If you are car camping, an air mattress underneath a closed cell pat like a Thermarest should give you most of the comfort of the Exped 9 at a fraction of the cost while retaining enough r value for three season use.
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Old 09-17-2014, 10:54 AM   #34
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Yea, tent camping has come a long way in recent years. There is a lot of really good lightweight gear available, most of it very expensive. I believe that the cot my buddy uses for tent camping is made by Helinox and is called the Cot 1.



Helinox seems to make really good stuff. Another friend brought along a chair made by them that was super comfortable. I was really jealous that my tripod chair had no back rest.
The Helinox cot is actually quite similar in appearance to the cot that Escape uses in their trailers. We have the cot in our 19' and my daughter prefers to sleep on the cot rather than on the front dinette bed, so we usually just leave the table set up and assemble the cot above the table at night.
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Old 09-17-2014, 10:58 AM   #35
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My wife's back surgery put an end to backpacking as a couple. There's a limit to how much I can carry. Hut to hut hiking is still doable. I still go backpacking with my avatar, occasionally, though she snores worse than my wife and usually smells like wet dog. For the most part, tent camping is with the grandkids. We intend to use the Escape for ourselves and tent(s) to bring along our daughters and their families.
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Old 09-17-2014, 11:59 AM   #36
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Yea, tent camping has come a long way in recent years. There is a lot of really good lightweight gear available, most of it very expensive. I believe that the cot my buddy uses for tent camping is made by Helinox and is called the Cot 1.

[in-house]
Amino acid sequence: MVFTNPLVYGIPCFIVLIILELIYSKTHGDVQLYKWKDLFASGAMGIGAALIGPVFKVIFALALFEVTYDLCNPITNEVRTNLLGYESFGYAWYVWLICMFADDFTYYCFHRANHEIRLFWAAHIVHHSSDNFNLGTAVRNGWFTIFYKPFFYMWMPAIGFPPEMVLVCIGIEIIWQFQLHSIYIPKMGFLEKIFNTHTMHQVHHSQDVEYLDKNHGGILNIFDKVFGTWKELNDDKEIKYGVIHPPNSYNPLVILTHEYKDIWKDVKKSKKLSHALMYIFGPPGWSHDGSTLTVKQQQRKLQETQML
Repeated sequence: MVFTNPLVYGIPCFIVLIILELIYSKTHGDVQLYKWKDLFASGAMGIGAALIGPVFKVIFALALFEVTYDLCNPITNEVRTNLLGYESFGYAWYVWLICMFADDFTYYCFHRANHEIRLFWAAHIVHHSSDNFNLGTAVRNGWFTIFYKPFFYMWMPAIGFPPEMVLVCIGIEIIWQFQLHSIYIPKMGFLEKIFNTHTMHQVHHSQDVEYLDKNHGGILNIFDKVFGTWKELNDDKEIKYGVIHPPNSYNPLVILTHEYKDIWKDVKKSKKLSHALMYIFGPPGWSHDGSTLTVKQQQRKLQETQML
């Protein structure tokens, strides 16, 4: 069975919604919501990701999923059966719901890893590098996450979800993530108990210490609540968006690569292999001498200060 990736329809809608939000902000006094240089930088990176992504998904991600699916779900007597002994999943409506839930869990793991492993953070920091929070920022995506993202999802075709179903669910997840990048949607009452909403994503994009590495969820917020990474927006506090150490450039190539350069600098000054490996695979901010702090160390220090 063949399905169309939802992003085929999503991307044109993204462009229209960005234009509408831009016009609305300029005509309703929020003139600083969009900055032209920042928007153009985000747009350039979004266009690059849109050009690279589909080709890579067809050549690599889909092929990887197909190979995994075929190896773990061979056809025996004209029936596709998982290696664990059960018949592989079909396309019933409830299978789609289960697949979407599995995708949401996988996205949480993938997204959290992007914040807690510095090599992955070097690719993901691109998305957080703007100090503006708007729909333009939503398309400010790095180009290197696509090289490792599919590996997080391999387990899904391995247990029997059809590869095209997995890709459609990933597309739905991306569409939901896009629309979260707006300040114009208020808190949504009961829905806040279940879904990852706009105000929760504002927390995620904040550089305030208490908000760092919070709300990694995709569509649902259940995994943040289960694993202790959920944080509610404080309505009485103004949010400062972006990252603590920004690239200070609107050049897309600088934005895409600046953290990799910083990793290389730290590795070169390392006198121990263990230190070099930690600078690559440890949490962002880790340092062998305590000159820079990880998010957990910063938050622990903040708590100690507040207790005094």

Helinox seems to make really good stuff. Another friend brought along a chair made by them that was super comfortable. I was really jealous that my tripod chair had no back rest.
My brother has those cots, finds they are quite comfy, but cold without a mattress of some sort on them. He does use a thermarest when cold, but this really adds to the bulk if canoeing. This is why he went out and bought the DownMats.

I don't have those chairs, but know hordes of people who do. I still just use my folding stadium seats, and put them on a barrel for a taller chair, but if I was buying another chair to take with me, they would be the one. If on loose soil, you do need a pad of some sort under the feet though, or you sink.

We have Kermit chairs that we use with our trailer, as they fold up nice and small, are very comfy to sit in, and are one quality built piece of kit. You can use with, or without their legs extensions. We have taken them canoeing too. Not a bad size, but not lightweight like the the Helinox.

Click on pick for link.



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Old 09-17-2014, 03:26 PM   #37
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We were tent campers for a long, long, time. Then we picked up our trailer last month and camped for the following three weeks. Third night in the trailer a couple folks pitched a tent on the site accross from us. I learned she was 60, and he, a friend, was 80. They were sleeping on pads on the ground. I looked at my trailer and wondered if I've gone in the wrong direction. I think I need a few cold nights in the trailer to remind me why we went in the direction we did. It's awfull nice!
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Old 09-17-2014, 04:39 PM   #38
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I am trying the new x-therm from thermorest this year, So far is quite comfy and warm. Love how small it packs and how light it is. Nice to not have a rolled up pad on the outside of my pack.
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Old 09-17-2014, 05:40 PM   #39
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I am trying the new x-therm from thermorest this year, So far is quite comfy and warm. Love how small it packs and how light it is. Nice to not have a rolled up pad on the outside of my pack.
Have you tried it in the snow yet? I am curious as to their performance, but no noone that has one. They are half the weight of the large Exped, and 2/3's that of the smaller one.
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Old 09-17-2014, 09:09 PM   #40
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I am trying the new x-therm from thermorest this year, So far is quite comfy and warm. Love how small it packs and how light it is. Nice to not have a rolled up pad on the outside of my pack.
I have an Xtherm as well. I really like it and it has an R value of 5.7. I purchased a large to obtain the width and cut it to length. Its tough to take a pair of scissors to a new inflatable pad, but it works really well. I have about 20 nights or so since cutting it.